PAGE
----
Flexible and remote working have been around for decades. They’re widely recognised as effective ways to work, retain employees, reduce traffic emissions and achieve better work-life balance. However, it’s 2020 that will be known as the year that flexible and remote working became the norm.
For many companies, flexible working has led to drastic changes in how the workplace functions. Businesses which previously saw hundreds of employees in the office every day now have five or ten members of staff working onsite.
Along with changes to the office environment, businesses will be seeing significant differences in how their parking space is being used. A car park that was previously full every day may suddenly be half-full, or even nearly empty. Managing that change requires fresh thinking, more flexible parking, and a willingness to adapt.
Pre-Covid, many businesses had a parking lot distribution that looked something like IAG Christchurch: 80% of their parking spots were allocated to specific staff members, and 20% were available for casual use.
After the change to a more flexible working policy, IAG changed their model to 20% allocated to specific staff, and 80% available for casual use. (Using Parkable, they were able to make that change in just 30 minutes).
Because if a company has most or all of its parking spaces allocated to execs, many of whom are only in the office part-time, there’s a significant waste of parking resources. It can also be frustrating for staff who are coming into the office to see an empty car park. This is especially the case when they’re using far away, expensive street parking or commercial parking lots instead.
One option which businesses are taking is to disband the parking allocation system, and make the car park open to all staff members. This ensures that the car park is being used and that the resource is available to your staff.
However, giving more people the ability to use the car park can cause issues in security, access, and general management, so you may want to consider a flexible parking management system like Parkable. Parkable’s system gives staff complete visibility over car park occupancy and allows people to book a park in advance. That means that staff don’t show up to find the car park full.
You can also achieve more flexible parking by allocating some parking spots to specific individuals, while keeping the rest ‘casual’ for all staff. Or, if you want to retain your allocation system, with Parkable you can seamlessly share those allocated parks when they aren’t needed by their assigned staff member. If you’re interested in how that works, check out our quick video.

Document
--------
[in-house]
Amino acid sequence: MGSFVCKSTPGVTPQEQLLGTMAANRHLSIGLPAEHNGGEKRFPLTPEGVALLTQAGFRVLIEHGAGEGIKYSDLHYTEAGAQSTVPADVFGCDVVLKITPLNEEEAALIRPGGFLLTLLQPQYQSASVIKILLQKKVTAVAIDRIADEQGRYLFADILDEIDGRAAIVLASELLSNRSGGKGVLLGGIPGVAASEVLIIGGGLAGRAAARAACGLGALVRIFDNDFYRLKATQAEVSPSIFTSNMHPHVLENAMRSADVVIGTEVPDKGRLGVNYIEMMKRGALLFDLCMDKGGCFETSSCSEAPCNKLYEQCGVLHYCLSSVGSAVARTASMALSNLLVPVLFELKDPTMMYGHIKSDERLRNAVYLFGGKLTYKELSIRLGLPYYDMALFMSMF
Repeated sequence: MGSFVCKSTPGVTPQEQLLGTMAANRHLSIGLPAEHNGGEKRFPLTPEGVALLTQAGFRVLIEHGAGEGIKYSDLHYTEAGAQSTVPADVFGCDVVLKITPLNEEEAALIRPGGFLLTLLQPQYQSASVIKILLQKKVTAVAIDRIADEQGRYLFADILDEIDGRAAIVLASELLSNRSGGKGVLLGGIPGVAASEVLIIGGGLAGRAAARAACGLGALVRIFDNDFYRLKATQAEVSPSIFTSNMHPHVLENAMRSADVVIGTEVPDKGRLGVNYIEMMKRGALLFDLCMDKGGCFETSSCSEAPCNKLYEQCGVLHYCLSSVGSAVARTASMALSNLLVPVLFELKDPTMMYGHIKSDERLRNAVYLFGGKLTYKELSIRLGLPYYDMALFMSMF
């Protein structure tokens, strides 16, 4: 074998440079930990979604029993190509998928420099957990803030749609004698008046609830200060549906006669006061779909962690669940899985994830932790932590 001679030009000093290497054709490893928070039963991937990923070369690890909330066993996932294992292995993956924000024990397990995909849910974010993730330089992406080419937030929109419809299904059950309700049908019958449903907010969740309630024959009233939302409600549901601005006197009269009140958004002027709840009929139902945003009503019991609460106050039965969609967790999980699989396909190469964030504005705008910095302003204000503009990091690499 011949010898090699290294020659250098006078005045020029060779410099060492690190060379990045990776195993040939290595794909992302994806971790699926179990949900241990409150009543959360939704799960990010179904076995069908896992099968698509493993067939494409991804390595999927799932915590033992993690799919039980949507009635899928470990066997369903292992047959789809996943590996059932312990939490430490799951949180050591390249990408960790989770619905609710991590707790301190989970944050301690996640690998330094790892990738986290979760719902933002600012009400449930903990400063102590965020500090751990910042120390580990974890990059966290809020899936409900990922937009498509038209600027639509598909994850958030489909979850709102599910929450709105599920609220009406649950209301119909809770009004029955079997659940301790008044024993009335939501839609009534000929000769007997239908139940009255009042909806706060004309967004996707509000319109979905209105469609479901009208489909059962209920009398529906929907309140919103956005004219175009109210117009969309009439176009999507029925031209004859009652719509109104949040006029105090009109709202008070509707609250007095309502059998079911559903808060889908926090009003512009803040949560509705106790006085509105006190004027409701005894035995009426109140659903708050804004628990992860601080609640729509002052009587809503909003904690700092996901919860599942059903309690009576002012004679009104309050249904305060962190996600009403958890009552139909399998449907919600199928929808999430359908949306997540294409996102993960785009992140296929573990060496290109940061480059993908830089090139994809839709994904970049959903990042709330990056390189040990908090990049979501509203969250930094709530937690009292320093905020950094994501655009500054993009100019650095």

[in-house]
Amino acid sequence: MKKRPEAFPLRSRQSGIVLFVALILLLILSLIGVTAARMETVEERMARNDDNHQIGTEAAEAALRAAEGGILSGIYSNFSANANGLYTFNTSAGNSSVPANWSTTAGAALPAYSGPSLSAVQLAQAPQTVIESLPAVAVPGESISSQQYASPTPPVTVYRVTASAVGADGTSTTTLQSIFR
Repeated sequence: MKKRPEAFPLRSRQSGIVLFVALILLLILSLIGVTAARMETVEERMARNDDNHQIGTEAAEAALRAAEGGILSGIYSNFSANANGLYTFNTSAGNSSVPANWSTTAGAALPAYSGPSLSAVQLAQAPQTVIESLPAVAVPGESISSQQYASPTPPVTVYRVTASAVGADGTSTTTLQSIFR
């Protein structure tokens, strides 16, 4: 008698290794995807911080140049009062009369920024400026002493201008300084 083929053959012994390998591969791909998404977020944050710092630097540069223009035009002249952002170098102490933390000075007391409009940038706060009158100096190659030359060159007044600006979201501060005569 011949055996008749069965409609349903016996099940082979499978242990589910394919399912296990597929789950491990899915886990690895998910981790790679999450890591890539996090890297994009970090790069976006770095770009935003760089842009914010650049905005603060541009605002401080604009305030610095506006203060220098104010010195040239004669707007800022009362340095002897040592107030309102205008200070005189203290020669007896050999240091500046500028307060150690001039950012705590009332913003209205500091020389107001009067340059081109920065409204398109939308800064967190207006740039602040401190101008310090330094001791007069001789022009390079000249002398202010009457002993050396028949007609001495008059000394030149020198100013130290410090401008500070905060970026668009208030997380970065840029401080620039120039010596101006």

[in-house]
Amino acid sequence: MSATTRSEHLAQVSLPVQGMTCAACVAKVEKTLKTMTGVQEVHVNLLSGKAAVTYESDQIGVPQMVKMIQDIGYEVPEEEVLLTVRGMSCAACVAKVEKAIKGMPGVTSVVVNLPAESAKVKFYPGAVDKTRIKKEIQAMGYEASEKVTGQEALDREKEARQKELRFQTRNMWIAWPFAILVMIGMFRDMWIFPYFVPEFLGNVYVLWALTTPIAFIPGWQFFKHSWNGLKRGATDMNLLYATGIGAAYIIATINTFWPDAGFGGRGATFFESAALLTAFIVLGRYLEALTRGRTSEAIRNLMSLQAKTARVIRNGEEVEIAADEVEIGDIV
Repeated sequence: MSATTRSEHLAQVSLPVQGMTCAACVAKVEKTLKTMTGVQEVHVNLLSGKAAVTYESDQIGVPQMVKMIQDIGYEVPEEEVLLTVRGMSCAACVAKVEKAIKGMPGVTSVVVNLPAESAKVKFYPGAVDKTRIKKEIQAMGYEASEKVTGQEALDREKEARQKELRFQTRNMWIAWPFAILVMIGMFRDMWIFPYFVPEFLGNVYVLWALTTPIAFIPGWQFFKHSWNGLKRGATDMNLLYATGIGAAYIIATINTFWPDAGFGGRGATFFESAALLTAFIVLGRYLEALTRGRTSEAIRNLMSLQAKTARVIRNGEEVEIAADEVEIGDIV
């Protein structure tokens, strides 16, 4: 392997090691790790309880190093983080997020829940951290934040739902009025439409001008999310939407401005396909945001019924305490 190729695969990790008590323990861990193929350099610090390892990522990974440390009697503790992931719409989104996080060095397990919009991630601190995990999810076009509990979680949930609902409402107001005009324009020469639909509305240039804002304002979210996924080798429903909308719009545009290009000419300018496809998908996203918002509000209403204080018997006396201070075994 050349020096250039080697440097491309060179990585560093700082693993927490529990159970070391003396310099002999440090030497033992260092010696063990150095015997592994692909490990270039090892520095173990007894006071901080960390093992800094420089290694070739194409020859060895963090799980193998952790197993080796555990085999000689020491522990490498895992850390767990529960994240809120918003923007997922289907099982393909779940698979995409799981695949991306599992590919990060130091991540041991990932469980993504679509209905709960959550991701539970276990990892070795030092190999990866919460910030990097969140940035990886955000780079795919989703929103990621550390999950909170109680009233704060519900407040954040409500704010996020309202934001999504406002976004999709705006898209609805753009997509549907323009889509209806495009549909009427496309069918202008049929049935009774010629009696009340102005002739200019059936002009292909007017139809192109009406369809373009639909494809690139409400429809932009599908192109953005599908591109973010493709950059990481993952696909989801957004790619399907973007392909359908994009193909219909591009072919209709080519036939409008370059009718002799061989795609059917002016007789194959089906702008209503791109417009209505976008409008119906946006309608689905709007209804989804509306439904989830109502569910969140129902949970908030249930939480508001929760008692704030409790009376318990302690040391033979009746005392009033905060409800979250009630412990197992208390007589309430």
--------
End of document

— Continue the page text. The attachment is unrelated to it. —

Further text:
At many companies, parking is organised with a salary-sacrifice model. In this system, a small number of (generally manager-level) employees are able to give up part of their salary for an onsite parking spot.
However, as some of our clients have recently seen, a salary-sacrifice system is likely to fail when people are partly remote. A parking spot is no longer as valuable when people don’t drive into work everyday. For this reason, many employees will want to give up their parking spot for the extra income.
While that suits employees, for businesses it means a sudden loss in parking revenue.
One way to maintain a source of revenue from the car park is to get rid of the salary-sacrifice model. Instead, share the parking spots among staff for a casual, daily parking fee. The benefit? Businesses can maintain revenue, plus parking is available for whichever staff would like to park onsite.
A platform like Parkable is built to manage daily parking fees, so the transition can be seamless and easy for both staff and administrators.
If you still aren’t filling the car park, consider reducing the car park lease. Or, you can sublet part of the car park to neighbouring businesses or the public. (Yes, Parkable can help you with that, too!) These options provide the opportunity to shrink overheads.
For some, the opportunity to re-think staff parking can lead to a stronger focus on fairness and more equal distribution of employee benefits. Rather than viewing parking as a perk for senior staff, businesses can see parking as an amenity that gets shared among all staff.
This could involve the changes above. Some companies are also moving to rostering, so that each employee is guaranteed a parking spot some of the time. At My Food Bag, for example, every employee can park on-site at least one day per week.
The importance of sharing fairly among staff is growing for many businesses and organisations. That’s why Parkable is building a solution to sit alongside the other elements of flexible parking.
By creating a seamless process for sharing, allocating, and paying for parking, companies can use their car park far more efficiently, recover costs, and create better commuting experiences for those driving in.
Parkable has been solving problems for businesses in Auckland for two years. It's an app that dynamically matches your parking real estate with parkers.
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